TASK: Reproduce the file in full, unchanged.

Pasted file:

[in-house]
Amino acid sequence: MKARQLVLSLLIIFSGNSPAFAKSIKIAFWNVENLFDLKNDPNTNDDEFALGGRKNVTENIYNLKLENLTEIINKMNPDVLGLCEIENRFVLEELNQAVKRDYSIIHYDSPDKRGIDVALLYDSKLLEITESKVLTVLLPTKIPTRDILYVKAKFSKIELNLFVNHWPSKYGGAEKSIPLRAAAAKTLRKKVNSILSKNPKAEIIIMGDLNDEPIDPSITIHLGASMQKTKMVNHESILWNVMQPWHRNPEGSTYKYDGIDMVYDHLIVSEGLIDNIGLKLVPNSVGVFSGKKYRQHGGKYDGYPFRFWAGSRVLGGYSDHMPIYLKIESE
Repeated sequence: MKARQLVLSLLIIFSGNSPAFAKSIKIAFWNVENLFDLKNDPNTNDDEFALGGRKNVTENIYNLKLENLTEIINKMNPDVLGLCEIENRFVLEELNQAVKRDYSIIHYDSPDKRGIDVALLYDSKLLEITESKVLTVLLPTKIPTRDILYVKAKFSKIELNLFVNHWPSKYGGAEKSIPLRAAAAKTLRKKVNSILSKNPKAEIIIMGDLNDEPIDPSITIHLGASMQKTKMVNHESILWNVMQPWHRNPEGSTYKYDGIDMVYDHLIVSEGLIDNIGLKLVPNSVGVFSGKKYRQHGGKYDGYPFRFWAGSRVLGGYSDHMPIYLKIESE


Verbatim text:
[in-house]
Amino acid sequence: MKARQLVLSLLIIFSGNSPAFAKSIKIAFWNVENLFDLKNDPNTNDDEFALGGRKNVTENIYNLKLENLTEIINKMNPDVLGLCEIENRFVLEELNQAVKRDYSIIHYDSPDKRGIDVALLYDSKLLEITESKVLTVLLPTKIPTRDILYVKAKFSKIELNLFVNHWPSKYGGAEKSIPLRAAAAKTLRKKVNSILSKNPKAEIIIMGDLNDEPIDPSITIHLGASMQKTKMVNHESILWNVMQPWHRNPEGSTYKYDGIDMVYDHLIVSEGLIDNIGLKLVPNSVGVFSGKKYRQHGGKYDGYPFRFWAGSRVLGGYSDHMPIYLKIESE
Repeated sequence: MKARQLVLSLLIIFSGNSPAFAKSIKIAFWNVENLFDLKNDPNTNDDEFALGGRKNVTENIYNLKLENLTEIINKMNPDVLGLCEIENRFVLEELNQAVKRDYSIIHYDSPDKRGIDVALLYDSKLLEITESKVLTVLLPTKIPTRDILYVKAKFSKIELNLFVNHWPSKYGGAEKSIPLRAAAAKTLRKKVNSILSKNPKAEIIIMGDLNDEPIDPSITIHLGASMQKTKMVNHESILWNVMQPWHRNPEGSTYKYDGIDMVYDHLIVSEGLIDNIGLKLVPNSVGVFSGKKYRQHGGKYDGYPFRFWAGSRVLGGYSDHMPIYLKIESE